Compared with the general population, however, their risk of dying from cardiovascular causes is increasing.
DENVER—Although the cardiovascular mortality rate (CVMR) among dialysis patients is declining, the risk of cardiovascular mortality is increasing over time compared with the general population, according to Australian researchers.
Matthew A. Roberts, MBBS, PhD, of Austin Health in Victoria, and colleagues calculated CVMR from ANZDATA Registry data for Australian patients receiving dialysis from 1992 to 2005, and from the Australian Bureau of Statistics data for the comparable general population.
From 1992-1994 to 2004-2005, age-stratified CVMR (per 100 person-years) decreased in dialysis patients aged 55-74 years, declining from 7.3 to 6.0 among those aged 55-64, from 9.4 to 6.6 among those aged 65-74, and from 14.2 to 10.2 among those aged 75-84, the investigators reported. Between those two periods, however, the relative risk of cardiovascular mortality increased among dialysis patients. In 1992-1994, the risk among dialysis patients aged 55-64 was 26.3 times greater than that of the general population. In 2004-2005, the risk was 49.2 times greater. In 1992-1994, the relative risk of cardiovascular mortality was 10.5 times and 4.8 times greater for dialysis patients aged 65-74 and 75-84, respectively. In 2004-2005, the risk was 16.6 and 6.4 times greater, respectively.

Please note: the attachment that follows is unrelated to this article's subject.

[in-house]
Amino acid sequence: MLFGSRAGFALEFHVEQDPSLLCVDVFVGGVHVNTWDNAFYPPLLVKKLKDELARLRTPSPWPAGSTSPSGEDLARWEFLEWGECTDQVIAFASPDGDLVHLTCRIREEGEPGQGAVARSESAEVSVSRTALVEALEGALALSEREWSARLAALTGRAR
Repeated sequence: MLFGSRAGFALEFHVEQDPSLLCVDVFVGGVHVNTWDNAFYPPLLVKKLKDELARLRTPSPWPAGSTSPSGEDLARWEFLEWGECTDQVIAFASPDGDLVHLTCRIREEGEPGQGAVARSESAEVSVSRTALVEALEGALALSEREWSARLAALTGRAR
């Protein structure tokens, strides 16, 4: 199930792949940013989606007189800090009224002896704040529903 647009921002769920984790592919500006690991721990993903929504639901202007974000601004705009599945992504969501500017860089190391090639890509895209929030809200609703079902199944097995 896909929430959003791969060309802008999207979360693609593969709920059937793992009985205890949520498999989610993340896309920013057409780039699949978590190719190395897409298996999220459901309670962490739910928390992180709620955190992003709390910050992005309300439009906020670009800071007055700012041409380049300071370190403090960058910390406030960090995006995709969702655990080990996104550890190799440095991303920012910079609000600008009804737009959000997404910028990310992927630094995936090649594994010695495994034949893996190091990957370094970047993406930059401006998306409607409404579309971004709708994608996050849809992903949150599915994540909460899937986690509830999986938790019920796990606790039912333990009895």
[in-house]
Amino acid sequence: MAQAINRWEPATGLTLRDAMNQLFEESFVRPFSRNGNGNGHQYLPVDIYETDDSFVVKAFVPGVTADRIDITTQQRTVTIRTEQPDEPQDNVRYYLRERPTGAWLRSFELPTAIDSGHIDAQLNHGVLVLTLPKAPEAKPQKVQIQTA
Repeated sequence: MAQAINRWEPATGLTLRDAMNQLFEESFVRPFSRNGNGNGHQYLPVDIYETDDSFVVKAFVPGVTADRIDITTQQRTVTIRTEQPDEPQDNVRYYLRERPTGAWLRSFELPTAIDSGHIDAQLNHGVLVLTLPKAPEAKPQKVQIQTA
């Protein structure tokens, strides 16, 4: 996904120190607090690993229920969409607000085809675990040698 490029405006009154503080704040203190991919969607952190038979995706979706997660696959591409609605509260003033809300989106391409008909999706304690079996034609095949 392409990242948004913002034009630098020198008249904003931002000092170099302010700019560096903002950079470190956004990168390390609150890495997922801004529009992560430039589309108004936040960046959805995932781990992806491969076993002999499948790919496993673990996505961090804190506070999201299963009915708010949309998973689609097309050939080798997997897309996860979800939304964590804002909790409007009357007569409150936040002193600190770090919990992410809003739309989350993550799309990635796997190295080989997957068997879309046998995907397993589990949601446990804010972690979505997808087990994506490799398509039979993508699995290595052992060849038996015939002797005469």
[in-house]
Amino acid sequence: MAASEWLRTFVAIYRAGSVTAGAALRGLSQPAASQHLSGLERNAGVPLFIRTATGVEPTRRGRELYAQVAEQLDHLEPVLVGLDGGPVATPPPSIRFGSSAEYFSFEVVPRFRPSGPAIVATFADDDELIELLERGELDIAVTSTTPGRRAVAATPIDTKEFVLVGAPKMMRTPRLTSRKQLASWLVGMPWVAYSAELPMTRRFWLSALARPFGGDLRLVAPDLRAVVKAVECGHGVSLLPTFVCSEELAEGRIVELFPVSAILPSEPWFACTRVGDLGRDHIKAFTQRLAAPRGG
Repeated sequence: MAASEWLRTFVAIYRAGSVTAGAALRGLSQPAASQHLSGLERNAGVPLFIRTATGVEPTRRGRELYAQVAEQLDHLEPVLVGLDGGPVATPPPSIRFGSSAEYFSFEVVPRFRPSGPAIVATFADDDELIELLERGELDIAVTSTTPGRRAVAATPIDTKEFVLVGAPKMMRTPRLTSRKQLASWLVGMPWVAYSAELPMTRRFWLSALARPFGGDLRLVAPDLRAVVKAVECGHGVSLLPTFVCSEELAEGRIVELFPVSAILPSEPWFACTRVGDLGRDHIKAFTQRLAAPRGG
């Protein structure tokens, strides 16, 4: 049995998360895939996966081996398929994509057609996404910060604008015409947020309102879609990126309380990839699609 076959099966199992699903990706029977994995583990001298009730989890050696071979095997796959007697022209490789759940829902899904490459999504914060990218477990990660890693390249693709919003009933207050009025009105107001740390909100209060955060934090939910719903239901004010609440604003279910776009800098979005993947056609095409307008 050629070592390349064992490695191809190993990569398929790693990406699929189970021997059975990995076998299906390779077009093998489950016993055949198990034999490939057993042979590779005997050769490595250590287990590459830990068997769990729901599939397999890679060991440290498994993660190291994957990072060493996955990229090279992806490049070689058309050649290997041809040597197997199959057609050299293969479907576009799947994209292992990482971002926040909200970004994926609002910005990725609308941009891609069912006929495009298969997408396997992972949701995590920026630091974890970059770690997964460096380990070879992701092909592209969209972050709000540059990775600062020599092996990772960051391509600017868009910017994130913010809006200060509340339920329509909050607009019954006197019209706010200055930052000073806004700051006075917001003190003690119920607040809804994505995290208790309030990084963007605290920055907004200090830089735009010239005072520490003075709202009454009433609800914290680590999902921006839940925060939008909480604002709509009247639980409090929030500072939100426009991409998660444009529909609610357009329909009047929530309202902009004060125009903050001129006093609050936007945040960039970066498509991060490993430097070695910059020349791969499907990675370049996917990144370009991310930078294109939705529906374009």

The relative risk for cardiovascular mortality increased markedly with younger age and also increased over time, Dr. Roberts’ group noted. For example, in 1992-1994, dialysis patients aged 35-44 had a cardiovascular risk 122 times than of the general population. In 2004-2005, the risk was 192 times greater.
“The gap in cardiovascular mortality between patients on dialysis and those [who are] not is increasing,” Dr. Roberts told Renal & Urology News. “Whether this is due to factors related to the patients entering dialysis programs in the modern era, a lack of use of ‘proven’ cardiovascular therapies, or a lack of effect of these cardiovascular therapies in patients on dialysis, remains to be worked out.”